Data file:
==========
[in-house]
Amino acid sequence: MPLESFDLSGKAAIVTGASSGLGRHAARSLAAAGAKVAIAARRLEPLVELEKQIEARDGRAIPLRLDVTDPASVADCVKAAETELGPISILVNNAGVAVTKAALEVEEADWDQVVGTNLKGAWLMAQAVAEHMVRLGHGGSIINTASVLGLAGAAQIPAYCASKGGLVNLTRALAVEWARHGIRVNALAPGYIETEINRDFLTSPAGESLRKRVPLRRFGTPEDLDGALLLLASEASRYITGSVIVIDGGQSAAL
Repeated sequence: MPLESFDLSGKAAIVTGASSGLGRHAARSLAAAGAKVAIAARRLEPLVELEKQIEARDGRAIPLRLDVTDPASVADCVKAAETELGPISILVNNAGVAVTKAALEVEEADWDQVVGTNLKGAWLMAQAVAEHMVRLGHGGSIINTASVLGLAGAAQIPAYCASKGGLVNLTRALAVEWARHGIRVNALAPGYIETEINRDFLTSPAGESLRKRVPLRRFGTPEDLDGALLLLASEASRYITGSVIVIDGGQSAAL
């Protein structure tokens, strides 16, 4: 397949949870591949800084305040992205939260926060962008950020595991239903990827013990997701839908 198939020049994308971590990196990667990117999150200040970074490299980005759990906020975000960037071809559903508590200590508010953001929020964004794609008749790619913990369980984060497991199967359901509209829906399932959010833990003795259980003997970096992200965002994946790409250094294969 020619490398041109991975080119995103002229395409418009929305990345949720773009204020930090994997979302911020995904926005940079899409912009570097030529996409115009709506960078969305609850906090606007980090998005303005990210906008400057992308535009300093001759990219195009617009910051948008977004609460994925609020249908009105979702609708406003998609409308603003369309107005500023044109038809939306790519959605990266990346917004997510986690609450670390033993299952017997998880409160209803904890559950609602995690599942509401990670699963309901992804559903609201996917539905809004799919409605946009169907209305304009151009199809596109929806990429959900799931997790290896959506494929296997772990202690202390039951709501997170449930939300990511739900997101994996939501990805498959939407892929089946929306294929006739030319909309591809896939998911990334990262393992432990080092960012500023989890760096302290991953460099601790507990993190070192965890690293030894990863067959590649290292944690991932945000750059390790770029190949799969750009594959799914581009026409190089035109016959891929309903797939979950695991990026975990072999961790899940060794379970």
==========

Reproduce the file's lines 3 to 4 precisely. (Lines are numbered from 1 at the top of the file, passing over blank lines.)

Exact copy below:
Repeated sequence: MPLESFDLSGKAAIVTGASSGLGRHAARSLAAAGAKVAIAARRLEPLVELEKQIEARDGRAIPLRLDVTDPASVADCVKAAETELGPISILVNNAGVAVTKAALEVEEADWDQVVGTNLKGAWLMAQAVAEHMVRLGHGGSIINTASVLGLAGAAQIPAYCASKGGLVNLTRALAVEWARHGIRVNALAPGYIETEINRDFLTSPAGESLRKRVPLRRFGTPEDLDGALLLLASEASRYITGSVIVIDGGQSAAL
């Protein structure tokens, strides 16, 4: 397949949870591949800084305040992205939260926060962008950020595991239903990827013990997701839908 198939020049994308971590990196990667990117999150200040970074490299980005759990906020975000960037071809559903508590200590508010953001929020964004794609008749790619913990369980984060497991199967359901509209829906399932959010833990003795259980003997970096992200965002994946790409250094294969 020619490398041109991975080119995103002229395409418009929305990345949720773009204020930090994997979302911020995904926005940079899409912009570097030529996409115009709506960078969305609850906090606007980090998005303005990210906008400057992308535009300093001759990219195009617009910051948008977004609460994925609020249908009105979702609708406003998609409308603003369309107005500023044109038809939306790519959605990266990346917004997510986690609450670390033993299952017997998880409160209803904890559950609602995690599942509401990670699963309901992804559903609201996917539905809004799919409605946009169907209305304009151009199809596109929806990429959900799931997790290896959506494929296997772990202690202390039951709501997170449930939300990511739900997101994996939501990805498959939407892929089946929306294929006739030319909309591809896939998911990334990262393992432990080092960012500023989890760096302290991953460099601790507990993190070192965890690293030894990863067959590649290292944690991932945000750059390790770029190949799969750009594959799914581009026409190089035109016959891929309903797939979950695991990026975990072999961790899940060794379970």